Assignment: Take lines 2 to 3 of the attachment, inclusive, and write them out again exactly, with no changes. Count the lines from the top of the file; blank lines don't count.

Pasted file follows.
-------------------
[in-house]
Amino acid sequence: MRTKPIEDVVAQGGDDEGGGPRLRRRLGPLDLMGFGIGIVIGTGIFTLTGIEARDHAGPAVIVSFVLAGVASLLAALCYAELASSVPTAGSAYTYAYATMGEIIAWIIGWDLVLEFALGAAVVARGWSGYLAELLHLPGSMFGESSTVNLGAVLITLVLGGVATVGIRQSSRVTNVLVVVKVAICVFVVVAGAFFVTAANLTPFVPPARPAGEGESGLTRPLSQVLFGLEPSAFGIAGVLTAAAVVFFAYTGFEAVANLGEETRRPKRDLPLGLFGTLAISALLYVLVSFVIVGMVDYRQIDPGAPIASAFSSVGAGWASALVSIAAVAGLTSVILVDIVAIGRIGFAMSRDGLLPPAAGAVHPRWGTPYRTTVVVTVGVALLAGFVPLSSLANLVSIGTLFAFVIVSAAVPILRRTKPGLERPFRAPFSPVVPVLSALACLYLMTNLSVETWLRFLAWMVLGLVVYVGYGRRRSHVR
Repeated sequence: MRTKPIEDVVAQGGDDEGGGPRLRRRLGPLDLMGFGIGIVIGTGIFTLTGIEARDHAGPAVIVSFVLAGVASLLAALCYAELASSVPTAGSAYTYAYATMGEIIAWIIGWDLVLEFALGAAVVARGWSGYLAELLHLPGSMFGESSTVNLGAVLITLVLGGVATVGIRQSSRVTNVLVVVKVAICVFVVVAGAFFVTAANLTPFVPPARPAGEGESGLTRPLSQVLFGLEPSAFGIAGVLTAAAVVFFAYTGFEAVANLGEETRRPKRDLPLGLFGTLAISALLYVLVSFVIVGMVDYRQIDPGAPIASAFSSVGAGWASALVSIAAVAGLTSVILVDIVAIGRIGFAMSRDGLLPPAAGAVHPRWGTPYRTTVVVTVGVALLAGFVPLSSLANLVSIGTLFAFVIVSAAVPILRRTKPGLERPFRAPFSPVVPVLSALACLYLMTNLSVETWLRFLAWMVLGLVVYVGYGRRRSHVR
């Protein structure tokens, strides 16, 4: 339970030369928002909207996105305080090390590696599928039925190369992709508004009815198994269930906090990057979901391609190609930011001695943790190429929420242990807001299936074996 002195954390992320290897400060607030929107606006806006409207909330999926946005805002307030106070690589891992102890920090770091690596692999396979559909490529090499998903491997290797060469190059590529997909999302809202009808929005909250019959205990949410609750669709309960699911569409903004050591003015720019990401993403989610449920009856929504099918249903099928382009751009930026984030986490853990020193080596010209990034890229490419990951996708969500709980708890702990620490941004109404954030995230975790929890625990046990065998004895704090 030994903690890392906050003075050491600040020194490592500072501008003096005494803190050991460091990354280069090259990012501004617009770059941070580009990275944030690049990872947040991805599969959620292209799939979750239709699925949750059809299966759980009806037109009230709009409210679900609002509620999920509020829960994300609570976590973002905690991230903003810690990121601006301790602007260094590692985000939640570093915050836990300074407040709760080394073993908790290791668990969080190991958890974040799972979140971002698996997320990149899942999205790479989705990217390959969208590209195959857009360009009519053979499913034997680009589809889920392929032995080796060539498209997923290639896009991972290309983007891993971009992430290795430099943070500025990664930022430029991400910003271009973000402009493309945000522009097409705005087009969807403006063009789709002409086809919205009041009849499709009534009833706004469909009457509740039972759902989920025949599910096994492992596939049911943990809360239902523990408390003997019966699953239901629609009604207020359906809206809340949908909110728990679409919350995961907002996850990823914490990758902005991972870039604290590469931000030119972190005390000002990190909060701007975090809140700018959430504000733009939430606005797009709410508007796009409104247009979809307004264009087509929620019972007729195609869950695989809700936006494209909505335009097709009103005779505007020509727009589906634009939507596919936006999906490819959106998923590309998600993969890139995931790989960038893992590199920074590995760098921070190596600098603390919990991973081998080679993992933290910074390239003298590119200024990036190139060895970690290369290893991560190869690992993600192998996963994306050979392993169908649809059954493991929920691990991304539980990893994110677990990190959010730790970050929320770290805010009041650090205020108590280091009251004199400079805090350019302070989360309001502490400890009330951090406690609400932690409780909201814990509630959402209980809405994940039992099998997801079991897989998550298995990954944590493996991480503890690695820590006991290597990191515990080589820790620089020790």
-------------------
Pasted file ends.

Amino acid sequence: MRTKPIEDVVAQGGDDEGGGPRLRRRLGPLDLMGFGIGIVIGTGIFTLTGIEARDHAGPAVIVSFVLAGVASLLAALCYAELASSVPTAGSAYTYAYATMGEIIAWIIGWDLVLEFALGAAVVARGWSGYLAELLHLPGSMFGESSTVNLGAVLITLVLGGVATVGIRQSSRVTNVLVVVKVAICVFVVVAGAFFVTAANLTPFVPPARPAGEGESGLTRPLSQVLFGLEPSAFGIAGVLTAAAVVFFAYTGFEAVANLGEETRRPKRDLPLGLFGTLAISALLYVLVSFVIVGMVDYRQIDPGAPIASAFSSVGAGWASALVSIAAVAGLTSVILVDIVAIGRIGFAMSRDGLLPPAAGAVHPRWGTPYRTTVVVTVGVALLAGFVPLSSLANLVSIGTLFAFVIVSAAVPILRRTKPGLERPFRAPFSPVVPVLSALACLYLMTNLSVETWLRFLAWMVLGLVVYVGYGRRRSHVR
Repeated sequence: MRTKPIEDVVAQGGDDEGGGPRLRRRLGPLDLMGFGIGIVIGTGIFTLTGIEARDHAGPAVIVSFVLAGVASLLAALCYAELASSVPTAGSAYTYAYATMGEIIAWIIGWDLVLEFALGAAVVARGWSGYLAELLHLPGSMFGESSTVNLGAVLITLVLGGVATVGIRQSSRVTNVLVVVKVAICVFVVVAGAFFVTAANLTPFVPPARPAGEGESGLTRPLSQVLFGLEPSAFGIAGVLTAAAVVFFAYTGFEAVANLGEETRRPKRDLPLGLFGTLAISALLYVLVSFVIVGMVDYRQIDPGAPIASAFSSVGAGWASALVSIAAVAGLTSVILVDIVAIGRIGFAMSRDGLLPPAAGAVHPRWGTPYRTTVVVTVGVALLAGFVPLSSLANLVSIGTLFAFVIVSAAVPILRRTKPGLERPFRAPFSPVVPVLSALACLYLMTNLSVETWLRFLAWMVLGLVVYVGYGRRRSHVR